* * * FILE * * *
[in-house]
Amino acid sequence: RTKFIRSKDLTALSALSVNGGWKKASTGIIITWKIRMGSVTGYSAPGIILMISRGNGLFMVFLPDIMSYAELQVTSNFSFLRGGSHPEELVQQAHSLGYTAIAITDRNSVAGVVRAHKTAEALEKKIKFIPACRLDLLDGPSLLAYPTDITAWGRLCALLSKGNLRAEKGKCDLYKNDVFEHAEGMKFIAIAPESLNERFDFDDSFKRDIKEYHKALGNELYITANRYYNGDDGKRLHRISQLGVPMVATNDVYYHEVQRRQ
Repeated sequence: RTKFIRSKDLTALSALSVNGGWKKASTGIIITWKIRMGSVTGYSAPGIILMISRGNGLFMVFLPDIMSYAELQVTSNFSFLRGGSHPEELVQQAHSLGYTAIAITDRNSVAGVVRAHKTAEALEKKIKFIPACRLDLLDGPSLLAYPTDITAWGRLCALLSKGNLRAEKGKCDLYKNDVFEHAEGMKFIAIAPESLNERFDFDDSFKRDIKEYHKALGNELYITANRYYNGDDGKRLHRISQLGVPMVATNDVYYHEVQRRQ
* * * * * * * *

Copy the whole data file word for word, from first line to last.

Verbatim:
[in-house]
Amino acid sequence: RTKFIRSKDLTALSALSVNGGWKKASTGIIITWKIRMGSVTGYSAPGIILMISRGNGLFMVFLPDIMSYAELQVTSNFSFLRGGSHPEELVQQAHSLGYTAIAITDRNSVAGVVRAHKTAEALEKKIKFIPACRLDLLDGPSLLAYPTDITAWGRLCALLSKGNLRAEKGKCDLYKNDVFEHAEGMKFIAIAPESLNERFDFDDSFKRDIKEYHKALGNELYITANRYYNGDDGKRLHRISQLGVPMVATNDVYYHEVQRRQ
Repeated sequence: RTKFIRSKDLTALSALSVNGGWKKASTGIIITWKIRMGSVTGYSAPGIILMISRGNGLFMVFLPDIMSYAELQVTSNFSFLRGGSHPEELVQQAHSLGYTAIAITDRNSVAGVVRAHKTAEALEKKIKFIPACRLDLLDGPSLLAYPTDITAWGRLCALLSKGNLRAEKGKCDLYKNDVFEHAEGMKFIAIAPESLNERFDFDDSFKRDIKEYHKALGNELYITANRYYNGDDGKRLHRISQLGVPMVATNDVYYHEVQRRQ